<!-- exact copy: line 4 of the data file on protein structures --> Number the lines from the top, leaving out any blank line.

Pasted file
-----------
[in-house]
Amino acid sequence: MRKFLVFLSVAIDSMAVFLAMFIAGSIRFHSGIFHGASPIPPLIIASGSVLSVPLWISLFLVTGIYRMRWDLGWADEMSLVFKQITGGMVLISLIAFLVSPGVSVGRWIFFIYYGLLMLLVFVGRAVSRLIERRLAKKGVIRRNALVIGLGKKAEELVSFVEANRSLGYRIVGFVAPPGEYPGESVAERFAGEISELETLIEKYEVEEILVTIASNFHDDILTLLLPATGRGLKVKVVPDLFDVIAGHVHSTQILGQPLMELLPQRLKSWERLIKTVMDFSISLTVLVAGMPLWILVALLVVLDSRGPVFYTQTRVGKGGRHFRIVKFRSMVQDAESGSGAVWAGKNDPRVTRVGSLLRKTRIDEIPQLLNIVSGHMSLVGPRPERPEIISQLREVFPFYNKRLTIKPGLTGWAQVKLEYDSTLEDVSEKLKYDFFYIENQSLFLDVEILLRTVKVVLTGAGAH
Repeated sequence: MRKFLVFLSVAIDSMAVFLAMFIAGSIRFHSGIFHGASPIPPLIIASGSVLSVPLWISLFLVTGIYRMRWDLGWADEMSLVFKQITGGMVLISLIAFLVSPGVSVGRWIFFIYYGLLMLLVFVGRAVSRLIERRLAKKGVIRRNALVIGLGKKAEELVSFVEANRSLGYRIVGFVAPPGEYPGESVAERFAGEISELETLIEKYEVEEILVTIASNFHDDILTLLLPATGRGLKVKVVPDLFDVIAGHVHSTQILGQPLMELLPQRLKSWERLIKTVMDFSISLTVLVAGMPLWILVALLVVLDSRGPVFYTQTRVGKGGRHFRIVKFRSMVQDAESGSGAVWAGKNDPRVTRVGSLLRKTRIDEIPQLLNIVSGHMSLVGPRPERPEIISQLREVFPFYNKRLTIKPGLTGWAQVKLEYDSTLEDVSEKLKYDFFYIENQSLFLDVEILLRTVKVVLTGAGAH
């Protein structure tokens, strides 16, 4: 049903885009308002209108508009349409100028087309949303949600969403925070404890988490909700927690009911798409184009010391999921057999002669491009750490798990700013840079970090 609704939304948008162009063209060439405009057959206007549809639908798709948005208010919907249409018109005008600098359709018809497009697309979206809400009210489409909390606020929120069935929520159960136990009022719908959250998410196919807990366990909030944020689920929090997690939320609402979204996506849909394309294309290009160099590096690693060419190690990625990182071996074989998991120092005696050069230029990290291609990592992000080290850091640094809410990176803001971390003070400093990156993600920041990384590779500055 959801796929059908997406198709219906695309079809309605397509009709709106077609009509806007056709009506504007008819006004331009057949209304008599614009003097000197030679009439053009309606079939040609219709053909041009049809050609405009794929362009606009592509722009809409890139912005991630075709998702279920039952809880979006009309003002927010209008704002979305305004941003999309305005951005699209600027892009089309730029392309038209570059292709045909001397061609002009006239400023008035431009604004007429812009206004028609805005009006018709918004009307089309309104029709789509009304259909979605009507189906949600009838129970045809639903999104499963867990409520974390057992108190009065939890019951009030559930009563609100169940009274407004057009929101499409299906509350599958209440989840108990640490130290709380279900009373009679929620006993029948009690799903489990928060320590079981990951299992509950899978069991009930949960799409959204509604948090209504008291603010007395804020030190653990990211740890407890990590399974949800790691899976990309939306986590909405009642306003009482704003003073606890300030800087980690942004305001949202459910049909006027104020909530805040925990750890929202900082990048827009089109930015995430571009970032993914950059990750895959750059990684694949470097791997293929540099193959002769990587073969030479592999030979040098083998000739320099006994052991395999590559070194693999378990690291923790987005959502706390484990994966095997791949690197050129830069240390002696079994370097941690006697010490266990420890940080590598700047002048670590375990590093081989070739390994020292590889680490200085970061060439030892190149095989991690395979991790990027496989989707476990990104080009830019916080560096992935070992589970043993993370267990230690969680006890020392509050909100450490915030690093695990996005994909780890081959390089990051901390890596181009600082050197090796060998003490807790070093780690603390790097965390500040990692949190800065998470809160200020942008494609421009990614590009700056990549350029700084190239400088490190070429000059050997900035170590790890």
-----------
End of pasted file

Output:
């Protein structure tokens, strides 16, 4: 049903885009308002209108508009349409100028087309949303949600969403925070404890988490909700927690009911798409184009010391999921057999002669491009750490798990700013840079970090 609704939304948008162009063209060439405009057959206007549809639908798709948005208010919907249409018109005008600098359709018809497009697309979206809400009210489409909390606020929120069935929520159960136990009022719908959250998410196919807990366990909030944020689920929090997690939320609402979204996506849909394309294309290009160099590096690693060419190690990625990182071996074989998991120092005696050069230029990290291609990592992000080290850091640094809410990176803001971390003070400093990156993600920041990384590779500055 959801796929059908997406198709219906695309079809309605397509009709709106077609009509806007056709009506504007008819006004331009057949209304008599614009003097000197030679009439053009309606079939040609219709053909041009049809050609405009794929362009606009592509722009809409890139912005991630075709998702279920039952809880979006009309003002927010209008704002979305305004941003999309305005951005699209600027892009089309730029392309038209570059292709045909001397061609002009006239400023008035431009604004007429812009206004028609805005009006018709918004009307089309309104029709789509009304259909979605009507189906949600009838129970045809639903999104499963867990409520974390057992108190009065939890019951009030559930009563609100169940009274407004057009929101499409299906509350599958209440989840108990640490130290709380279900009373009679929620006993029948009690799903489990928060320590079981990951299992509950899978069991009930949960799409959204509604948090209504008291603010007395804020030190653990990211740890407890990590399974949800790691899976990309939306986590909405009642306003009482704003003073606890300030800087980690942004305001949202459910049909006027104020909530805040925990750890929202900082990048827009089109930015995430571009970032993914950059990750895959750059990684694949470097791997293929540099193959002769990587073969030479592999030979040098083998000739320099006994052991395999590559070194693999378990690291923790987005959502706390484990994966095997791949690197050129830069240390002696079994370097941690006697010490266990420890940080590598700047002048670590375990590093081989070739390994020292590889680490200085970061060439030892190149095989991690395979991790990027496989989707476990990104080009830019916080560096992935070992589970043993993370267990230690969680006890020392509050909100450490915030690093695990996005994909780890081959390089990051901390890596181009600082050197090796060998003490807790070093780690603390790097965390500040990692949190800065998470809160200020942008494609421009990614590009700056990549350029700084190239400088490190070429000059050997900035170590790890």